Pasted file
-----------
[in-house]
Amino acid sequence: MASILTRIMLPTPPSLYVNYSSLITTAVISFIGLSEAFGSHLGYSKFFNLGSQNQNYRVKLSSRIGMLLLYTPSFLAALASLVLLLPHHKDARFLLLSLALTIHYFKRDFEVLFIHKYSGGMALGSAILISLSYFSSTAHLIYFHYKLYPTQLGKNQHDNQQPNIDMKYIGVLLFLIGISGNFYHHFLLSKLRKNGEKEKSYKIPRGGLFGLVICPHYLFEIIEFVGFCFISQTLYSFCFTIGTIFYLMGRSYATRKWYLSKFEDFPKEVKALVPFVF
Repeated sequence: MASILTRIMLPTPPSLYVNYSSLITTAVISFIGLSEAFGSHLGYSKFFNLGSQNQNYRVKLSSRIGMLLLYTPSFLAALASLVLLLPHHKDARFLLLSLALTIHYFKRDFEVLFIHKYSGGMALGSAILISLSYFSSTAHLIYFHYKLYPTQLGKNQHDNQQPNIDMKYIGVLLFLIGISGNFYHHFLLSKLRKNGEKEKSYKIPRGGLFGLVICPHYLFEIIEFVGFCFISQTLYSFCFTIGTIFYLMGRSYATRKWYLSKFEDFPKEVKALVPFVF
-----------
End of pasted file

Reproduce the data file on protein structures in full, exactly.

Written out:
[in-house]
Amino acid sequence: MASILTRIMLPTPPSLYVNYSSLITTAVISFIGLSEAFGSHLGYSKFFNLGSQNQNYRVKLSSRIGMLLLYTPSFLAALASLVLLLPHHKDARFLLLSLALTIHYFKRDFEVLFIHKYSGGMALGSAILISLSYFSSTAHLIYFHYKLYPTQLGKNQHDNQQPNIDMKYIGVLLFLIGISGNFYHHFLLSKLRKNGEKEKSYKIPRGGLFGLVICPHYLFEIIEFVGFCFISQTLYSFCFTIGTIFYLMGRSYATRKWYLSKFEDFPKEVKALVPFVF
Repeated sequence: MASILTRIMLPTPPSLYVNYSSLITTAVISFIGLSEAFGSHLGYSKFFNLGSQNQNYRVKLSSRIGMLLLYTPSFLAALASLVLLLPHHKDARFLLLSLALTIHYFKRDFEVLFIHKYSGGMALGSAILISLSYFSSTAHLIYFHYKLYPTQLGKNQHDNQQPNIDMKYIGVLLFLIGISGNFYHHFLLSKLRKNGEKEKSYKIPRGGLFGLVICPHYLFEIIEFVGFCFISQTLYSFCFTIGTIFYLMGRSYATRKWYLSKFEDFPKEVKALVPFVF